While this is technically not a Computex announcement, Samsung is launching their TLC NAND based 845DC EVO today. This isn't Samsung's first TLC based enterprise SSD as a while ago they announced the PM853T but that drive is OEM only and is thus mostly limited to Samsung's large OEM customers, whereas the 845DC EVO will be available in retail for small and medium data center use. 

Essentially, the 845DC EVO is just the retail version of the PM853T as everything from the NAND to the controller and firmware are similar. Samsung is only disclosing that the drive uses 10nm-class NAND, although I'm fairly certain that it's the same 19nm process as found inside the 840 EVO. I hate to admit that I don't know the exact controller inside the drive because PM853T was never sampled to media but I do have samples of the 845DC EVO, so once I get back from Taipei I will open up the drives and see what's inside.

I don't have the full data sheet yet but Samsung's press release mentions that the drive is capable of up to 530MB/s sequential read speeds and 87K IOPS random read, which are quite typical for a SATA 6Gbps drive. The endurance goes all the way to up to 600TB, so while that is not MLC level, it's still pretty good given that we are dealing with much lower endurance TLC NAND (e.g. the 800GB Micron M500DC does up to 1.9PB) and the drive is more geared towards the read-centric enterprise market (e.g. web servers). 

The pricing is very competitive in the enterprise segment. The 845DC EVO will be available in capacities of 240GB, 480GB and 960GB with MSRPs of $250, $490 and $969 respectively. I'll be reviewing the drives in detail once I get back, so stay tuned for our in-depth review in a few weeks.

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  • blanarahul - Tuesday, June 03, 2014 - link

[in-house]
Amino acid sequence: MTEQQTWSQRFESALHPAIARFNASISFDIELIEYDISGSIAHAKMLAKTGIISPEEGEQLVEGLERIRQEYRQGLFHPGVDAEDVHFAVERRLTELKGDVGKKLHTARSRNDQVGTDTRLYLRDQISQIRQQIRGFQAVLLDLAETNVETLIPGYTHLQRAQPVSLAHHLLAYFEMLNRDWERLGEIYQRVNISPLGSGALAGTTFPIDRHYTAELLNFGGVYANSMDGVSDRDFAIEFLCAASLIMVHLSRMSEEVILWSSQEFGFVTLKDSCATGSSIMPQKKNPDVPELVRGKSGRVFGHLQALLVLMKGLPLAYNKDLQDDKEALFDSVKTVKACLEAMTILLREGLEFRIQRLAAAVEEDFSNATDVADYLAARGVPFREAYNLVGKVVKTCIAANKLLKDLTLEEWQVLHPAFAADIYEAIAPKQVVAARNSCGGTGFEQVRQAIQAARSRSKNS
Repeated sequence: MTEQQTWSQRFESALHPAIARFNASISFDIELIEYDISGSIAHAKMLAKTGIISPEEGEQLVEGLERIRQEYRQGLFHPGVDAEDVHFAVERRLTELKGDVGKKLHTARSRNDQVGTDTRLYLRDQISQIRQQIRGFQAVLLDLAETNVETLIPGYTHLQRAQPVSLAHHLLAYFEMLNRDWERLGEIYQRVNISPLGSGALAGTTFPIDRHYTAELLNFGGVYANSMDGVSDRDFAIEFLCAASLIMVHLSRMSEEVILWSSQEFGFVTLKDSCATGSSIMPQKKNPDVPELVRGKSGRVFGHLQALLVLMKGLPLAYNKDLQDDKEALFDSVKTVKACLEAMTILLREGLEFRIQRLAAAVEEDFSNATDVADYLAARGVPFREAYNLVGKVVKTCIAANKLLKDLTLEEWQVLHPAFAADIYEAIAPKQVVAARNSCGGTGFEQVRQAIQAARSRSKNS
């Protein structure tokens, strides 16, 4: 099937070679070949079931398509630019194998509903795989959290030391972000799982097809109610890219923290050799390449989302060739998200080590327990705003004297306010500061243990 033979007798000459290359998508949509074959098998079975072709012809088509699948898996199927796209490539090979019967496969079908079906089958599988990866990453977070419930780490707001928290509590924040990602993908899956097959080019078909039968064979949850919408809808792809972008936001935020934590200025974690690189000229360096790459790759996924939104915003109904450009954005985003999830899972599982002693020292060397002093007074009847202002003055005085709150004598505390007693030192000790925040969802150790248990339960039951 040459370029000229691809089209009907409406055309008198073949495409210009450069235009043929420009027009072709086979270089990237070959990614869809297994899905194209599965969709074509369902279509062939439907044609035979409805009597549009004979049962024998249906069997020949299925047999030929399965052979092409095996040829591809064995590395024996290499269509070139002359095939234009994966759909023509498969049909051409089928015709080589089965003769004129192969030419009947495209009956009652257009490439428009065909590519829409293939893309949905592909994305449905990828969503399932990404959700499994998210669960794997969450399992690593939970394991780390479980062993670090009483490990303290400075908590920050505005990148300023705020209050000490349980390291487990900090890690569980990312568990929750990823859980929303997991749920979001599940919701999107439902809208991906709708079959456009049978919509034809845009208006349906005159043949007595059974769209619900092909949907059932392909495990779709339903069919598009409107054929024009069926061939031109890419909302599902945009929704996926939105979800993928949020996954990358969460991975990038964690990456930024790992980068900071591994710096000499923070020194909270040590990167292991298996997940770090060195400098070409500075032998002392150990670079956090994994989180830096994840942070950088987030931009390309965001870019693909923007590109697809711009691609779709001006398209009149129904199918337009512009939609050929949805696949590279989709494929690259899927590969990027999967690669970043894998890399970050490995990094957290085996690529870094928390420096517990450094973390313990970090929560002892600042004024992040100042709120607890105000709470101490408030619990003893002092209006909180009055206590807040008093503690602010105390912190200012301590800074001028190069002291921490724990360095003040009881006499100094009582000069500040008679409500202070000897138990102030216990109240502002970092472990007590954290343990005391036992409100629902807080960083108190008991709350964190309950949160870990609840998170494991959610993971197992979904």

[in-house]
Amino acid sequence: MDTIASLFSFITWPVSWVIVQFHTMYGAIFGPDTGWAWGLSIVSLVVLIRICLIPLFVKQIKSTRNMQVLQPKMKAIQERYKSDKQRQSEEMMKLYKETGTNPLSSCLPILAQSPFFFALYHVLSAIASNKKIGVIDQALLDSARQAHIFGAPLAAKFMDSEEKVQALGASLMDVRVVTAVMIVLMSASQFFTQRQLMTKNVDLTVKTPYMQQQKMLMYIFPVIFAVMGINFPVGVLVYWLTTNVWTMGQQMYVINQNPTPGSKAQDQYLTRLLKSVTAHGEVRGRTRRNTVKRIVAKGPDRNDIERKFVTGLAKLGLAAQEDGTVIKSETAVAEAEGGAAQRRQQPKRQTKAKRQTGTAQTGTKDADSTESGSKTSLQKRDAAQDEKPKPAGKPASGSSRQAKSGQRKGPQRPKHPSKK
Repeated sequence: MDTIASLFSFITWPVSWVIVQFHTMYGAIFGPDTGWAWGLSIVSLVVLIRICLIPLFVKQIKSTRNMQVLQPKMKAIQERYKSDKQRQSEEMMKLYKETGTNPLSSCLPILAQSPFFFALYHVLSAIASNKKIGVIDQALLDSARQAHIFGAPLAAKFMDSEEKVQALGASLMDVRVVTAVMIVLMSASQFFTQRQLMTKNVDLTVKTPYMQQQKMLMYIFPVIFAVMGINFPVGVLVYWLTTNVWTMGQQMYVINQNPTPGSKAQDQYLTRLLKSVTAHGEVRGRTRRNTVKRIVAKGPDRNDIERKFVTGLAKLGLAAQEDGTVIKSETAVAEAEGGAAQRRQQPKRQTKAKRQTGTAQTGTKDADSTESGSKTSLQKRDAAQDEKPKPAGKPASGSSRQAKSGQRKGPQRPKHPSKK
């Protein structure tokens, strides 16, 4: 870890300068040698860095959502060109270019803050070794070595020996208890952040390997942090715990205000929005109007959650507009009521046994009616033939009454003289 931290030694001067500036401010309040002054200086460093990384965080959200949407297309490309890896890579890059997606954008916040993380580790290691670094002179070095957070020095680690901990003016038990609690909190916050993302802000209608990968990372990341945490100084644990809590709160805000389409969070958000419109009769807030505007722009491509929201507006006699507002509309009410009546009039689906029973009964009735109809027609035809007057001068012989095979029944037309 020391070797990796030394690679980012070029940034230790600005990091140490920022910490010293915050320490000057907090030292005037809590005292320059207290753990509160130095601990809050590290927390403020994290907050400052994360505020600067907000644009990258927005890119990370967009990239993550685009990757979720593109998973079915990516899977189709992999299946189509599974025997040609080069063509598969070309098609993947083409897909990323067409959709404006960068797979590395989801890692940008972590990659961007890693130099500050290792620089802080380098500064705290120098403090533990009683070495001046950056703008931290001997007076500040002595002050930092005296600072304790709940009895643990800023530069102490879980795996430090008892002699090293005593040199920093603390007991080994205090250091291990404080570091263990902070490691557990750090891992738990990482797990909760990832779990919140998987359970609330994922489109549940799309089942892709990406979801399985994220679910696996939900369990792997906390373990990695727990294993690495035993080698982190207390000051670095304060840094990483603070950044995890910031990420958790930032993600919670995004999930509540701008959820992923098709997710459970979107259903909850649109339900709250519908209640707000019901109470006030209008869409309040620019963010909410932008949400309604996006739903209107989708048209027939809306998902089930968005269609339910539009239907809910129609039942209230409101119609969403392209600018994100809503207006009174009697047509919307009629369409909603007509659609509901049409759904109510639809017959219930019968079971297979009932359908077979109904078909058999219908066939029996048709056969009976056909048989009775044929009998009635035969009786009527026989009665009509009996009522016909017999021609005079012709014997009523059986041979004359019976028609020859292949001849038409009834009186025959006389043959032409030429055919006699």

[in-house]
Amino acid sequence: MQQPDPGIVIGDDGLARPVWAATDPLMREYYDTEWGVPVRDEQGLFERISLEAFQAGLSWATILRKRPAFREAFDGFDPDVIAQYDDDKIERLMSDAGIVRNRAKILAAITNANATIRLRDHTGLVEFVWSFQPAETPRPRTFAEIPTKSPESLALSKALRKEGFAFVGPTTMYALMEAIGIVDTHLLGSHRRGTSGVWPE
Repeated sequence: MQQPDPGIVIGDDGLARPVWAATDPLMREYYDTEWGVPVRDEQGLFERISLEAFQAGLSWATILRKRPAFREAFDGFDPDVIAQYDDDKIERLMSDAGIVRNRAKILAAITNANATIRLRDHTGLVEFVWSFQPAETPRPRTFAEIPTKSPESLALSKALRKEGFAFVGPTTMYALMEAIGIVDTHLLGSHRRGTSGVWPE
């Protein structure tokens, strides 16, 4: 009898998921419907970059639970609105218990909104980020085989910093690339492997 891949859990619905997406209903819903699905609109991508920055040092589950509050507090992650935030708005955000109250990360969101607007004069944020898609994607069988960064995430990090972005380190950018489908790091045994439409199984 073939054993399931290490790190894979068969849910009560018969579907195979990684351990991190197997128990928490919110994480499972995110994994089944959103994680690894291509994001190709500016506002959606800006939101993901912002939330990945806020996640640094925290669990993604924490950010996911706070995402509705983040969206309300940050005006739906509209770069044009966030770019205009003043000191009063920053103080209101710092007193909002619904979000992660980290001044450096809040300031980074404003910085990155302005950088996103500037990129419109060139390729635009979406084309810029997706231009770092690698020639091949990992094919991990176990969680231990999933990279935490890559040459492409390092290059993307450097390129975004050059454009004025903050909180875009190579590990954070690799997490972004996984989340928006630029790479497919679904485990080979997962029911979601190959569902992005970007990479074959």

So, this doesn't have Turbo-Write, right? Reply
  • npaladin2000 - Tuesday, June 03, 2014 - link

    The write endurance on this is atrocious. non-enterprise MLC gets better than 600 TB on a 900+ GB drive! Reply
  • LtGoonRush - Tuesday, June 03, 2014 - link

    Pricing is definitely a problem, Intel's enterprise SSDs actually cheaper and as you noted deliver MUCH higher endurance. Using TLC NAND should result in pretty significant cost reductions but those don't seem to be apparent. Reply
  • ImSpartacus - Tuesday, June 03, 2014 - link

    We can only hope that prices will swiftly drop shortly after release. Reply
  • Krysto - Wednesday, June 04, 2014 - link

    I think Intel's SSDs have much poorer write performance, though? But yeah, forget performance. SATA 3 is more than enough for now. They should be trying to push prices to under $0.5/GB instead. Reply
  • hojnikb - Tuesday, June 03, 2014 - link

    Yeah but this is TLC, which translates to 3x reduction of write cycles.. Reply
  • hpglow - Tuesday, June 03, 2014 - link

    I don't think that its the case, but even if it were the reliability of tlc is exponentially worse than slc or mlc. I wouldn't be worried about a tlc drive in most cases the controller along with overprovisioning mitigates the risks. Reply
  • Solid State Brain - Wednesday, June 04, 2014 - link

    On Tom's Hardware the reviewer calculated that the normalized value of the wear leveling count SMART parameter reaches 1% at 3181 P/E cycles. Therefore, the rated 600 TB write endurance likely implies it's with random data, as assuming a write amplification of 1x (ie with 100% sequential data) 1024 GB of raw NAND capacity and 3181 P/E cycles the drive should be able to withstand 3+ PB of writes.

    Of course, it all depends on the workload.
    Reply
  • Krysto - Wednesday, June 04, 2014 - link

    Can TLC last 10 years with average use? Or is it more like 5 at best? Reply
  • Silenus - Wednesday, June 04, 2014 - link

    Well...what's "average" use? There is no such thing. For a server use case where the application is more write heavy than it'll be fine. For an extremely write heavy database....perhaps not. It all depends. Reply

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